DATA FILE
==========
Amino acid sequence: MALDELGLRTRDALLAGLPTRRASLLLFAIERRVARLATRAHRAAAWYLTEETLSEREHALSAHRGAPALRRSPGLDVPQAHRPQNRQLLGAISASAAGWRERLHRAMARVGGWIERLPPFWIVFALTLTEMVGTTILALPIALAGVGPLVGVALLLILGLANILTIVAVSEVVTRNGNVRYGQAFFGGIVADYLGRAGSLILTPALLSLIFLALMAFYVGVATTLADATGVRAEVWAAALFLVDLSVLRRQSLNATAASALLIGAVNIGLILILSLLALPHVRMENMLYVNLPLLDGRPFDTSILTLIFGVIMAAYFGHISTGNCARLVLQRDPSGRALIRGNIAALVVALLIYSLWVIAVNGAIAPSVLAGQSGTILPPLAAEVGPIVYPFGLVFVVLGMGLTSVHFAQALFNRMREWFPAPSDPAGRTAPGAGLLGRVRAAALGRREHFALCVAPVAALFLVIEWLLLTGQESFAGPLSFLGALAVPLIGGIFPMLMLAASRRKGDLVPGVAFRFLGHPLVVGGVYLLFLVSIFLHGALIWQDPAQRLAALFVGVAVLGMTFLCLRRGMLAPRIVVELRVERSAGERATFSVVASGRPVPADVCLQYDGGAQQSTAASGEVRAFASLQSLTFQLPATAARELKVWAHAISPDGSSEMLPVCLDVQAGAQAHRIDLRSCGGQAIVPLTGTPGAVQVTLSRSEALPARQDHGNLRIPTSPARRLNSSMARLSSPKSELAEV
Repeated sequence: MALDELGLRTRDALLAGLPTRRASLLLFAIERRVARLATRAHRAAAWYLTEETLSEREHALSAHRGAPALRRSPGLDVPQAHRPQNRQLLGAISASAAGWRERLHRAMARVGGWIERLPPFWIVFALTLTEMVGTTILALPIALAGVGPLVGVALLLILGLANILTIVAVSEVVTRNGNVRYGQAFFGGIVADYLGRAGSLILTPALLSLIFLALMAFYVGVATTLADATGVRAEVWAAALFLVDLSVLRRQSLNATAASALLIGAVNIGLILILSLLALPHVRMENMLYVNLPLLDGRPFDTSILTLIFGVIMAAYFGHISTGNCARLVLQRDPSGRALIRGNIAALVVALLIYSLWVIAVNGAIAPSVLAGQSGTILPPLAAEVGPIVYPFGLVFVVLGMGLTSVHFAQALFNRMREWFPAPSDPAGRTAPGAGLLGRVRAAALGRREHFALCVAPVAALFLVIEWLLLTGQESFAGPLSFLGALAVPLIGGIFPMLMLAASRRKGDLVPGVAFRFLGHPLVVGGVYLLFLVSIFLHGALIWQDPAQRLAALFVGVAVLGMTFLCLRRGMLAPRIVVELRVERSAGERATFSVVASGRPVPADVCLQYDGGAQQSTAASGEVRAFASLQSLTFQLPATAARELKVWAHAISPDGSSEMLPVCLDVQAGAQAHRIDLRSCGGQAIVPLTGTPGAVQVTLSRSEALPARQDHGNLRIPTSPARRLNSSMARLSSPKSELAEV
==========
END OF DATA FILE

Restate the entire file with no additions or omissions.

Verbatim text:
Amino acid sequence: MALDELGLRTRDALLAGLPTRRASLLLFAIERRVARLATRAHRAAAWYLTEETLSEREHALSAHRGAPALRRSPGLDVPQAHRPQNRQLLGAISASAAGWRERLHRAMARVGGWIERLPPFWIVFALTLTEMVGTTILALPIALAGVGPLVGVALLLILGLANILTIVAVSEVVTRNGNVRYGQAFFGGIVADYLGRAGSLILTPALLSLIFLALMAFYVGVATTLADATGVRAEVWAAALFLVDLSVLRRQSLNATAASALLIGAVNIGLILILSLLALPHVRMENMLYVNLPLLDGRPFDTSILTLIFGVIMAAYFGHISTGNCARLVLQRDPSGRALIRGNIAALVVALLIYSLWVIAVNGAIAPSVLAGQSGTILPPLAAEVGPIVYPFGLVFVVLGMGLTSVHFAQALFNRMREWFPAPSDPAGRTAPGAGLLGRVRAAALGRREHFALCVAPVAALFLVIEWLLLTGQESFAGPLSFLGALAVPLIGGIFPMLMLAASRRKGDLVPGVAFRFLGHPLVVGGVYLLFLVSIFLHGALIWQDPAQRLAALFVGVAVLGMTFLCLRRGMLAPRIVVELRVERSAGERATFSVVASGRPVPADVCLQYDGGAQQSTAASGEVRAFASLQSLTFQLPATAARELKVWAHAISPDGSSEMLPVCLDVQAGAQAHRIDLRSCGGQAIVPLTGTPGAVQVTLSRSEALPARQDHGNLRIPTSPARRLNSSMARLSSPKSELAEV
Repeated sequence: MALDELGLRTRDALLAGLPTRRASLLLFAIERRVARLATRAHRAAAWYLTEETLSEREHALSAHRGAPALRRSPGLDVPQAHRPQNRQLLGAISASAAGWRERLHRAMARVGGWIERLPPFWIVFALTLTEMVGTTILALPIALAGVGPLVGVALLLILGLANILTIVAVSEVVTRNGNVRYGQAFFGGIVADYLGRAGSLILTPALLSLIFLALMAFYVGVATTLADATGVRAEVWAAALFLVDLSVLRRQSLNATAASALLIGAVNIGLILILSLLALPHVRMENMLYVNLPLLDGRPFDTSILTLIFGVIMAAYFGHISTGNCARLVLQRDPSGRALIRGNIAALVVALLIYSLWVIAVNGAIAPSVLAGQSGTILPPLAAEVGPIVYPFGLVFVVLGMGLTSVHFAQALFNRMREWFPAPSDPAGRTAPGAGLLGRVRAAALGRREHFALCVAPVAALFLVIEWLLLTGQESFAGPLSFLGALAVPLIGGIFPMLMLAASRRKGDLVPGVAFRFLGHPLVVGGVYLLFLVSIFLHGALIWQDPAQRLAALFVGVAVLGMTFLCLRRGMLAPRIVVELRVERSAGERATFSVVASGRPVPADVCLQYDGGAQQSTAASGEVRAFASLQSLTFQLPATAARELKVWAHAISPDGSSEMLPVCLDVQAGAQAHRIDLRSCGGQAIVPLTGTPGAVQVTLSRSEALPARQDHGNLRIPTSPARRLNSSMARLSSPKSELAEV